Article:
Number of Georgians on food stamps balloons

Nearly one in five Georgians now gets federal assistance to put dinner on the table.

As Congress debates the future of the food stamp program, with Republicans looking to cut it back, the number of recipients in Georgia has ballooned to 1.9 million as of April, or nearly 20 percent of the population. The state's 0.4 percent increase from March was the seventh largest growth rate in the country, making Georgia one of 13 states where the number of beneficiaries rose, according to data compiled by the nonprofit Food Research and Action Center.

"The job numbers are starting to get better recently, but the poverty rate still is very high and unemployment is still very high," said Alan Essig, executive director of the left-leaning Georgia Budget and Policy Institute. "I don't expect to see our food stamp numbers start to drop until our job numbers start dramatically improving."

Republicans say they do not intend to pull the rug out from the truly needy. But, in tight budget times and with the economy improving, they say it has become too easy for people to get the benefits — which come through electronic cards for use in food stores. In most states, the number of recipients is falling, while Georgia has one of the fastest-growing food stamp rolls.

Congress is working on a new five-year Farm Bill, which covers spending on farm subsidies, nutrition benefits and other programs. Many Republicans are seeking food stamp enrollment restrictions in that bill and a quicker end to short-term benefit increases designed for the recession. Democrats, for the most part, are attempting to keep the program as-is.

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Courtney Taylor of Norcross said she is hoping for the latter. After her daughter Camryn was born a year ago, Taylor started receiving the benefits. Without the roughly $300 per month, she said her child's diet would suffer.

"It would definitely mean I have to sacrifice a lot more," said Taylor, 23, who is studying accounting at Georgia Perimeter College and works as a waitress. "With the amount I get, I'm able to help my baby eat healthier. I don't want her to eat junk food. [With this] I can give her fresh fruits and vegetables."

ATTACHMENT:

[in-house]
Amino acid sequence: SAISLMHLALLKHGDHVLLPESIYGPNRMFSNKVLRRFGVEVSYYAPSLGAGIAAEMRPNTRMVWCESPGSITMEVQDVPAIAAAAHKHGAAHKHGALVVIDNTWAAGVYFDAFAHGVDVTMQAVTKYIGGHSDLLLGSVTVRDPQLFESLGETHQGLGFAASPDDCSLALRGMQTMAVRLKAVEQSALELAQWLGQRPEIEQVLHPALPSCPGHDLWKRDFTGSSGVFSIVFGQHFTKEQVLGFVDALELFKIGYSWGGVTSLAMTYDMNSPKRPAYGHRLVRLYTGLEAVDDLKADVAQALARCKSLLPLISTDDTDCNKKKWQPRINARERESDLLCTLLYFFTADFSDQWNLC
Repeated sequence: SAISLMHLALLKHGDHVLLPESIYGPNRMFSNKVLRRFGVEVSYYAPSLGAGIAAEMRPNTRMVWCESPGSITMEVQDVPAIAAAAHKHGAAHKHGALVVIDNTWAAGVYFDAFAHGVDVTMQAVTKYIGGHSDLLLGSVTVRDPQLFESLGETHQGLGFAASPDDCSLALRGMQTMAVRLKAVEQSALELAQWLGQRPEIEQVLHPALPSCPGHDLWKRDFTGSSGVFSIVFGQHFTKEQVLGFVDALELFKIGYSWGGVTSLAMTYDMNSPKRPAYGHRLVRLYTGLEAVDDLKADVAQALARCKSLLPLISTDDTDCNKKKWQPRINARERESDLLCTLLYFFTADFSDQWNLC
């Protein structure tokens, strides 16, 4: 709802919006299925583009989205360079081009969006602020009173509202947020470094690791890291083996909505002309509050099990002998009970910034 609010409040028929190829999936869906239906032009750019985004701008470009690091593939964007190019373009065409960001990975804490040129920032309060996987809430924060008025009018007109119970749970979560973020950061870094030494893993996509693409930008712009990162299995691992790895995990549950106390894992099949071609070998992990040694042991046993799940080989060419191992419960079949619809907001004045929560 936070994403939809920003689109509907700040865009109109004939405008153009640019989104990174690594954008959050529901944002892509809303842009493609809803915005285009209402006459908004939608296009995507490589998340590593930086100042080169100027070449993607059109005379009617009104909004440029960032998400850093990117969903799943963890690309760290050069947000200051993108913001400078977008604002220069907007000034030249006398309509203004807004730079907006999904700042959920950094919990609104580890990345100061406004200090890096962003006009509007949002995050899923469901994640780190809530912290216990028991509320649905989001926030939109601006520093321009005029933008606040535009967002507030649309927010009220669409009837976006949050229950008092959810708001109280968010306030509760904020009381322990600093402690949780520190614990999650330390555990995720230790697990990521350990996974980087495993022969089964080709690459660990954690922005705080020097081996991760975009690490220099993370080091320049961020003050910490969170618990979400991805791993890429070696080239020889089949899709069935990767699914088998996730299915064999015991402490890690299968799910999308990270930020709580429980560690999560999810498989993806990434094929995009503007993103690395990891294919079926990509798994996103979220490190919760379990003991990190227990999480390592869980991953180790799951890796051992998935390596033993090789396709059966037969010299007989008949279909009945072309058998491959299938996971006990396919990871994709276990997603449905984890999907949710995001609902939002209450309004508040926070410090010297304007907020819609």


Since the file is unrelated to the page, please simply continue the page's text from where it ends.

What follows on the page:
Major changes to the program were defeated in the Democrat-run Senate, which trims food stamps by $4.5 billion over five years. The Republican-controlled House's version of the Farm Bill, to be considered in committee next week, cuts the program by an estimated $16 billion.

Georgia Republican U.S. Sen. Saxby Chambliss said it does not make sense to maintain or increase food stamp funding over the next half-decade if the economy is improving and thus fewer people will need the assistance.

"While we still need to make adequate provision for folks that are struggling over that five-year period, we need to think in terms of moving that [spending] number down," he said.

Rep. Hank Johnson, a DeKalb County Democrat, disagreed, saying food stamp spending in the Farm Bill should be increased at the expense of farm subsidies.

"When you're cutting benefits for poor people, it's immoral at a time when more and more people need those benefits," he said.

The Congressional Budget Office predicts that, under current policy, food stamp spending will peak next year at $82 billion before it starts to fall due to an improving economy.

Laura Lester, advocacy and education director with the Atlanta Community Food Bank, said the increase of enrollment in the program means that it is working. But still, it's often not enough to cover a family's needs, she said.